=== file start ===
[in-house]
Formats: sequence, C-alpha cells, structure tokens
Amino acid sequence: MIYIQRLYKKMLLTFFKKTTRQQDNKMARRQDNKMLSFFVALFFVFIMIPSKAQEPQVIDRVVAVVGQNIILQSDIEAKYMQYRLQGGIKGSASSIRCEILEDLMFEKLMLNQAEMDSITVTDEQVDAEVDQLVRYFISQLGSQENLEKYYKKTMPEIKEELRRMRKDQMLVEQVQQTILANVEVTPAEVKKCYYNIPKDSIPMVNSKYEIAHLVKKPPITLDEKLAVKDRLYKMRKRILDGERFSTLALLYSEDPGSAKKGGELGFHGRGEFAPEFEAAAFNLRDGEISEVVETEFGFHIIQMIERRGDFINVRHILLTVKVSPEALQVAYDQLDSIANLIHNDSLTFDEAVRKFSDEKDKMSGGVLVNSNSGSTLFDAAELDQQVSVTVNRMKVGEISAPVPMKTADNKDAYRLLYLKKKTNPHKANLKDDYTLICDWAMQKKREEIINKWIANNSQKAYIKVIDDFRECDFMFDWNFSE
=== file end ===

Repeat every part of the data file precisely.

[in-house]
Formats: sequence, C-alpha cells, structure tokens
Amino acid sequence: MIYIQRLYKKMLLTFFKKTTRQQDNKMARRQDNKMLSFFVALFFVFIMIPSKAQEPQVIDRVVAVVGQNIILQSDIEAKYMQYRLQGGIKGSASSIRCEILEDLMFEKLMLNQAEMDSITVTDEQVDAEVDQLVRYFISQLGSQENLEKYYKKTMPEIKEELRRMRKDQMLVEQVQQTILANVEVTPAEVKKCYYNIPKDSIPMVNSKYEIAHLVKKPPITLDEKLAVKDRLYKMRKRILDGERFSTLALLYSEDPGSAKKGGELGFHGRGEFAPEFEAAAFNLRDGEISEVVETEFGFHIIQMIERRGDFINVRHILLTVKVSPEALQVAYDQLDSIANLIHNDSLTFDEAVRKFSDEKDKMSGGVLVNSNSGSTLFDAAELDQQVSVTVNRMKVGEISAPVPMKTADNKDAYRLLYLKKKTNPHKANLKDDYTLICDWAMQKKREEIINKWIANNSQKAYIKVIDDFRECDFMFDWNFSE